Besides the category of business, the growth stages for each were identified by the researchers according to four categories outlined below. The categories of the growth stages are:

• Concept—the solution is in development or testing, but not yet operating even at pilot scale.

• Pilot/Start-up—the organization or a pilot exists, has at least some level of active operations but is still testing; pre-Series A funding for startups (Package-Free Shops businesses with one location are considered start-ups).

• Growth stage—the organization or pilot is successful and growing, receiving Series A and Series B funding rounds.

• Established—the organization is a successful business with a successful operating model. Although it may still be growing, it is well-established in at least one geography.

To further explore the industry dynamics and understand barriers to reuse adoption, 30 semi-structured interviews with reuse practitioners and experts (reuse program operators, reuse advocacy organizations and other NGOs, and impact investors) were conducted from February 2021 to February 2022 and, separately, a survey of reuse business owners garnered 27 survey responses during April and May 2022. Respondents to the survey with 27 responses came from businesses around the world, but the majority were from businesses with North American operations (21). Responses also came from Europe (7), Asia (1), Oceania (1) and South America (1). (Some businesses operate in more than one region and all locations were included in the tally of responses per geographic region). All of the companies surveyed operate in an environment where individuals can choose to use a disposable option or the reusable option. This study does not explore the aspects of consumer preferences that may lead to this decision, but rather is focused on what businesses report about their own experiences.

Results and discussion

As of June 10, 2022, the landscape of reuse solutions contained 1,196 distinct solutions globally. Solutions that encourage reuse included 161 Reuse Advocacy activities by non-profit organizations and 94 Reuse Advocacy activities by for-profit companies. There were 1,027 solutions identified that directly facilitate reuse and refill (this includes the 86 companies that also advocate for reuse policy). Just over half of these solutions are Package-Free Shops (54%), which provide opportunities for both reuse and refill. Even with extensive research, it is likely that Package-Free Shops are still under-represented in this analysis as it is challenging to identify some of these very local shops around the world.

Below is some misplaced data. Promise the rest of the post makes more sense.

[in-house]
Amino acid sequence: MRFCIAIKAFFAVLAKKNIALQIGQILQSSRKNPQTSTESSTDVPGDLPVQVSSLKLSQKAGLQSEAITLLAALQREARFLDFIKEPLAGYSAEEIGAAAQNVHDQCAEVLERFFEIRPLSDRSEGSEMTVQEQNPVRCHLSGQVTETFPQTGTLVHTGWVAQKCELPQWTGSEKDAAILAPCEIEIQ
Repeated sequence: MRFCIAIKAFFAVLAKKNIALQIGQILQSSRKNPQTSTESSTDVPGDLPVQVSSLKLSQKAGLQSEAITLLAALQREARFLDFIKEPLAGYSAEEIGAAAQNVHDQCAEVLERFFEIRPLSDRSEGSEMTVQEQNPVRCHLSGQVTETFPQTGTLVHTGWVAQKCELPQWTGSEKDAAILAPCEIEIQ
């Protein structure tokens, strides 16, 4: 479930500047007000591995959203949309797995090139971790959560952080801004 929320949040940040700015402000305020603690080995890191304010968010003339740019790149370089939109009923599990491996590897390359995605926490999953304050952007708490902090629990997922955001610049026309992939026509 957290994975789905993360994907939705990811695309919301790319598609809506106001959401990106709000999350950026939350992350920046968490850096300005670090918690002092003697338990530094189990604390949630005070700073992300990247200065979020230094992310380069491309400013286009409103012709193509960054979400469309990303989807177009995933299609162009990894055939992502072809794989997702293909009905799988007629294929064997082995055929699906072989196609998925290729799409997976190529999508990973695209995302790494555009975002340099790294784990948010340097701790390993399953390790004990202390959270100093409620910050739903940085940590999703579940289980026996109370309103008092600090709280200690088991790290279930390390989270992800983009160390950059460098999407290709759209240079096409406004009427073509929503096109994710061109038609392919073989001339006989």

The reuse category of solutions comprised 20% of the total and included Reusable Cup & Container programs (15%) and Reusable Shipping and Logistics (5%). The refill category of solutions comprised 24% and included Refill Vending and Dispensing Stations (8%), Pre-Filled Refill Systems (8%), Refill via Pouches or Compostables (4%), and Concentrate-Based Refill Systems (3%). Apps and Digital Rewards are 2% of the total, and can be an enabler of other solutions as well (Figure 2). Refill solutions tend to be for branded products, typically replace primary product packaging, and largely reflect a commitment from individual brands to provide refill options. In contrast, within the reuse solutions category the solution providers are more often startups providing services rather than selling products. Reusable Shipping and Logistics solutions are replacing secondary or tertiary packaging with packaging-as-a-service and Reusable Cup and Container programs are replacing disposable foodware with foodware-as-a service. In this way, Package-Free Shops are more like refill solutions, as they are replacing single-use packaging for the products that they sell.


Figure 2. Reuse and refill solutions by category.

Reuse and refill solutions were identified in 119 countries across seven regions. Europe has the highest number of solutions identified (404), followed by North America (297) and then Asia (188). The mix of solutions is relatively consistent across those three regions. Organizations that operate globally (defined here as in at least 2 different regions) offer an even mix of solutions compared to individual regions. Regional differences in number and mix of solutions may be driven by consumption patterns, policy and regulatory context, alignment of reuse with existing cultural norms or legacy systems, appetite of local investors to fund new solutions, and other factors (Xanthos and Walker, 2017) (Figure 3). Despite dedicated efforts in Africa and the Middle East, researchers were unable to find as many solutions offered in these areas. This does not necessarily mean that they do not exist. It must also be acknowledged that this research focused specifically on “formal” reuse and refill, meaning companies that are providing reuse and refill solutions, which excludes “informal” reuse and refill practices that are embedded in daily habits and cultural norms still in many parts of the world. As a result, it is possible that countries that still have strong informal reuse practices appear to be doing less on reuse and refill, when in fact the opposite is true. Further study of informal reuse and refill practices as well as how to encourage their adoption would be of great value to this field and would be complementary with this research.